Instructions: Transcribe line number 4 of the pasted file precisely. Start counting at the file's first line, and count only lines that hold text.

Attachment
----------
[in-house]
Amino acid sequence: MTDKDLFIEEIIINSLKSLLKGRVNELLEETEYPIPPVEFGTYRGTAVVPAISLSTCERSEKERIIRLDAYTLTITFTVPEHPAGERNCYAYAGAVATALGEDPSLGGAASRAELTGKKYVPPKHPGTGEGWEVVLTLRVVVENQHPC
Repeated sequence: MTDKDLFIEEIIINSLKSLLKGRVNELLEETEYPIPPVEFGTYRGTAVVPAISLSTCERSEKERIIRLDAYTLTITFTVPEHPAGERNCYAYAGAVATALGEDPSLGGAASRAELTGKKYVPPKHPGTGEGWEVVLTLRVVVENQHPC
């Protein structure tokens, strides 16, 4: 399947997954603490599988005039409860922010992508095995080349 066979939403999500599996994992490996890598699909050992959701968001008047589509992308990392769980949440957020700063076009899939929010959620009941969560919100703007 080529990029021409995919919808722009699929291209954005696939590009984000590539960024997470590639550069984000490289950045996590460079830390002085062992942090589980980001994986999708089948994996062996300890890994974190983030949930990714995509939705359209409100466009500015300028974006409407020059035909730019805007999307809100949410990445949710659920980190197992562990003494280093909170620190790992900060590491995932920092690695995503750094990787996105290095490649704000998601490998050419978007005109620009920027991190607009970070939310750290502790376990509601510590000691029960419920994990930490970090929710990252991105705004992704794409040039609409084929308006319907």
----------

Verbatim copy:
């Protein structure tokens, strides 16, 4: 399947997954603490599988005039409860922010992508095995080349 066979939403999500599996994992490996890598699909050992959701968001008047589509992308990392769980949440957020700063076009899939929010959620009941969560919100703007 080529990029021409995919919808722009699929291209954005696939590009984000590539960024997470590639550069984000490289950045996590460079830390002085062992942090589980980001994986999708089948994996062996300890890994974190983030949930990714995509939705359209409100466009500015300028974006409407020059035909730019805007999307809100949410990445949710659920980190197992562990003494280093909170620190790992900060590491995932920092690695995503750094990787996105290095490649704000998601490998050419978007005109620009920027991190607009970070939310750290502790376990509601510590000691029960419920994990930490970090929710990252991105705004992704794409040039609409084929308006319907």